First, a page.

Part of the Centre for Japanaese Research Lunchtime Lecture Series
Ginza Bricktown (1872) is celebrated as an exemplar of Japanese efforts to rapidly modernize and Westernize following the Meiji Restoration of 1868. By constructing a district of Western-style brick buildings and paved streets at the center of the capital, the story goes, Meiji Government leaders could demonstrate Japan’s newfound progress to observers both foreign and domestic. Yet this narrative elides the political conflicts that challenged the planning and construction of Bricktown from the outset and prompted its early termination. This talk will revisit Ginza Bricktown to explore the less visible backstreets of the district, where the existence of traditional buildings reveals the elite power-struggles and local contestation that shaped the urban space of early Meiji Tokyo.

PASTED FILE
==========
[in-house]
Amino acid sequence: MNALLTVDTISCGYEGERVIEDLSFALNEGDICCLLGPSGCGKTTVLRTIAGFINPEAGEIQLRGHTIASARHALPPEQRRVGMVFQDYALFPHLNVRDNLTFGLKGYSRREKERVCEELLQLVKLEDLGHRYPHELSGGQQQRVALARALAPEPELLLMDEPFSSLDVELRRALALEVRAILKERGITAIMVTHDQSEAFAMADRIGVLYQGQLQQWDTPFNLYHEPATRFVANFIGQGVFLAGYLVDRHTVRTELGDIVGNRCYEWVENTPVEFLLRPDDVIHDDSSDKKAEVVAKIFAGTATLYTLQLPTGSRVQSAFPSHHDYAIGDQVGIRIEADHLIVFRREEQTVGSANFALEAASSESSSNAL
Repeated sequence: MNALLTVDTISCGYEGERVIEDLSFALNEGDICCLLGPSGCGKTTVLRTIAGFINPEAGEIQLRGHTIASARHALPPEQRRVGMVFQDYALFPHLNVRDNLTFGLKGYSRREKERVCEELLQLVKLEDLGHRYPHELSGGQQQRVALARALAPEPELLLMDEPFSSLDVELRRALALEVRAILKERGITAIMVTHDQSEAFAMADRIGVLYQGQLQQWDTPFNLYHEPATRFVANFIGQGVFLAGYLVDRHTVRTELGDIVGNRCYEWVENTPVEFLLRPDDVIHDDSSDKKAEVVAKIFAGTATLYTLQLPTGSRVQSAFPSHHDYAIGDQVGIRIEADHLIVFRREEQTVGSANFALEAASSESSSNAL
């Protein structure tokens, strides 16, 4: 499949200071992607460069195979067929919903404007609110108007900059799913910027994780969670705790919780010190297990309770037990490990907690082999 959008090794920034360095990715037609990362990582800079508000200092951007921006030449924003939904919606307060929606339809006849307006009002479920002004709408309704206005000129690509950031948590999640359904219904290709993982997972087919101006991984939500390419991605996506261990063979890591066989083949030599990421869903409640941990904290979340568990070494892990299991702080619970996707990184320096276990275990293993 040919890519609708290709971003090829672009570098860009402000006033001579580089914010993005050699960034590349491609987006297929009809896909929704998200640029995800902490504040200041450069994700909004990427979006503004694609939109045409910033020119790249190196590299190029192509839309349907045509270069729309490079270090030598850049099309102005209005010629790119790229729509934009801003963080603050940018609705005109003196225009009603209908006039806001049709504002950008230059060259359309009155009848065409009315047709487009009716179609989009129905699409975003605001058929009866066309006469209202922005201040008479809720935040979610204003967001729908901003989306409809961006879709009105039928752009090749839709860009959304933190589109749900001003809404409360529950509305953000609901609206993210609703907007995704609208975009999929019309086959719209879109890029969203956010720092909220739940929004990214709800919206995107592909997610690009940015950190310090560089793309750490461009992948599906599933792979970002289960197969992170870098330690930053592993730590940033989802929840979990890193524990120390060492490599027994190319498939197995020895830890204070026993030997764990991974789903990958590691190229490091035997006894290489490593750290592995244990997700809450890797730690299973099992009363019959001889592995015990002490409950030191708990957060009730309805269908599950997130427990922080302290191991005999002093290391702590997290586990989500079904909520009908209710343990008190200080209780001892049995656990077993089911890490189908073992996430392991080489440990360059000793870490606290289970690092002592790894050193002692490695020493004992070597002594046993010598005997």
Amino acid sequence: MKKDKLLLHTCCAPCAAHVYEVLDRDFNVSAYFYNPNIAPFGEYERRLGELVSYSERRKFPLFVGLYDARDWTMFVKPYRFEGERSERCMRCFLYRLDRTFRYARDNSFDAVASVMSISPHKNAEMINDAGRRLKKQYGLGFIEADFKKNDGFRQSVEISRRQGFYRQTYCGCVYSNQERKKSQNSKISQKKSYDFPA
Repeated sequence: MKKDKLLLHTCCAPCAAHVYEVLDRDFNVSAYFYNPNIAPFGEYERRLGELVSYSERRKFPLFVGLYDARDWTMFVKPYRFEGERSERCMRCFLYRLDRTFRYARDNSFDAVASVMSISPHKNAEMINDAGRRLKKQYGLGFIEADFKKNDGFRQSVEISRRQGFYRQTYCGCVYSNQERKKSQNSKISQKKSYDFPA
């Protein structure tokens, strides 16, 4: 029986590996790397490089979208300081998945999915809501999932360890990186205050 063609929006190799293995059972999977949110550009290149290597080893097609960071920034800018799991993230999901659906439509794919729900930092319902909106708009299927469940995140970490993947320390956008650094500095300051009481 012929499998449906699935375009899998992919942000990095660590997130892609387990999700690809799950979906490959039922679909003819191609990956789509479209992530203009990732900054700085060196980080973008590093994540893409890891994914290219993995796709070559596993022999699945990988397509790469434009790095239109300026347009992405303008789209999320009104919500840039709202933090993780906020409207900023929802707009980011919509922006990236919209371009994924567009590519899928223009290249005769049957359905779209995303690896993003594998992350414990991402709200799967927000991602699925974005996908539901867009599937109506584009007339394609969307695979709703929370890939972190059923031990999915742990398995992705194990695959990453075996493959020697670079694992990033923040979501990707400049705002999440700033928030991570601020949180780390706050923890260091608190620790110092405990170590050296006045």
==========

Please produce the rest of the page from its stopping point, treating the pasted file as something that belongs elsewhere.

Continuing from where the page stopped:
Tristan Grunow is Assistant Professor without Review in the Department of History at UBC. Previously, he was Postdoctoral Fellow at the Reischauer Institute of Japanese Studies at Havard University, and Visiting Assistant Professor of History and Asian Studies at Bowdoin College. His research examines the respacing of built and natural environments in the process of Japanese state-formation and empire-building.